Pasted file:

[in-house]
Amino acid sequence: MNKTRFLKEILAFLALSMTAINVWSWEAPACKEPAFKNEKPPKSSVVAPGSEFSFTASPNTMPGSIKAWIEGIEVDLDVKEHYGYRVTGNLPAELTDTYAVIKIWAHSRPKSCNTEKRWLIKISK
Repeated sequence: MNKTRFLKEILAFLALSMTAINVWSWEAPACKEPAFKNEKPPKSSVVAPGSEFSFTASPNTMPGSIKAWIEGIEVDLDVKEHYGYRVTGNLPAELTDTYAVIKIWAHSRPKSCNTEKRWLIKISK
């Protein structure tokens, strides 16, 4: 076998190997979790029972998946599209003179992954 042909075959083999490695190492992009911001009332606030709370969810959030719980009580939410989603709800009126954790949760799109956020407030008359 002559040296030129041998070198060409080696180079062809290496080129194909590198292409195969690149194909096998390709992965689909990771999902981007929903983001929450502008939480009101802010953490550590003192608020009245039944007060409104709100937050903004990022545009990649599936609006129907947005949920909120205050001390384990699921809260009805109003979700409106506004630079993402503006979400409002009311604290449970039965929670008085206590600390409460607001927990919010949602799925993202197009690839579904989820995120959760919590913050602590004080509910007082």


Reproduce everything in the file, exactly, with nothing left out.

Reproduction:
[in-house]
Amino acid sequence: MNKTRFLKEILAFLALSMTAINVWSWEAPACKEPAFKNEKPPKSSVVAPGSEFSFTASPNTMPGSIKAWIEGIEVDLDVKEHYGYRVTGNLPAELTDTYAVIKIWAHSRPKSCNTEKRWLIKISK
Repeated sequence: MNKTRFLKEILAFLALSMTAINVWSWEAPACKEPAFKNEKPPKSSVVAPGSEFSFTASPNTMPGSIKAWIEGIEVDLDVKEHYGYRVTGNLPAELTDTYAVIKIWAHSRPKSCNTEKRWLIKISK
């Protein structure tokens, strides 16, 4: 076998190997979790029972998946599209003179992954 042909075959083999490695190492992009911001009332606030709370969810959030719980009580939410989603709800009126954790949760799109956020407030008359 002559040296030129041998070198060409080696180079062809290496080129194909590198292409195969690149194909096998390709992965689909990771999902981007929903983001929450502008939480009101802010953490550590003192608020009245039944007060409104709100937050903004990022545009990649599936609006129907947005949920909120205050001390384990699921809260009805109003979700409106506004630079993402503006979400409002009311604290449970039965929670008085206590600390409460607001927990919010949602799925993202197009690839579904989820995120959760919590913050602590004080509910007082």